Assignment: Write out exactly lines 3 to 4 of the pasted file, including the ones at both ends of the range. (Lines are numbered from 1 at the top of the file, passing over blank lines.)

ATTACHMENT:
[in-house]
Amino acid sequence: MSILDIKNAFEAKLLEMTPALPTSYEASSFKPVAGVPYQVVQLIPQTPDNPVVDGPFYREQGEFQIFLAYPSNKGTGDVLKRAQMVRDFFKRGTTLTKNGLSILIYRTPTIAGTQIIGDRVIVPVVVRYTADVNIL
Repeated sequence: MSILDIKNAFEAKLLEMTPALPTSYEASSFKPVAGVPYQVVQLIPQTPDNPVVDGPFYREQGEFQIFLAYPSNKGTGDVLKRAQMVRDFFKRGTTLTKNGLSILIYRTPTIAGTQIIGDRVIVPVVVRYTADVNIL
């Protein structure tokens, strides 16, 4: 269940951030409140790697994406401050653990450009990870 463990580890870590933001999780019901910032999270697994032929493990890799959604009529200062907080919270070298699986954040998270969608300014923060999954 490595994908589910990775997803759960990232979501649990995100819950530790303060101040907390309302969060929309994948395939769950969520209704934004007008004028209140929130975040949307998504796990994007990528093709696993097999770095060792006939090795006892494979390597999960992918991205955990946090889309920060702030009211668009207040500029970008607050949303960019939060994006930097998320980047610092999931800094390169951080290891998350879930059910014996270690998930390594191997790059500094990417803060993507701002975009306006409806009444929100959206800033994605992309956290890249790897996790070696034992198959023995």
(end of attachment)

Repeated sequence: MSILDIKNAFEAKLLEMTPALPTSYEASSFKPVAGVPYQVVQLIPQTPDNPVVDGPFYREQGEFQIFLAYPSNKGTGDVLKRAQMVRDFFKRGTTLTKNGLSILIYRTPTIAGTQIIGDRVIVPVVVRYTADVNIL
């Protein structure tokens, strides 16, 4: 269940951030409140790697994406401050653990450009990870 463990580890870590933001999780019901910032999270697994032929493990890799959604009529200062907080919270070298699986954040998270969608300014923060999954 490595994908589910990775997803759960990232979501649990995100819950530790303060101040907390309302969060929309994948395939769950969520209704934004007008004028209140929130975040949307998504796990994007990528093709696993097999770095060792006939090795006892494979390597999960992918991205955990946090889309920060702030009211668009207040500029970008607050949303960019939060994006930097998320980047610092999931800094390169951080290891998350879930059910014996270690998930390594191997790059500094990417803060993507701002975009306006409806009444929100959206800033994605992309956290890249790897996790070696034992198959023995």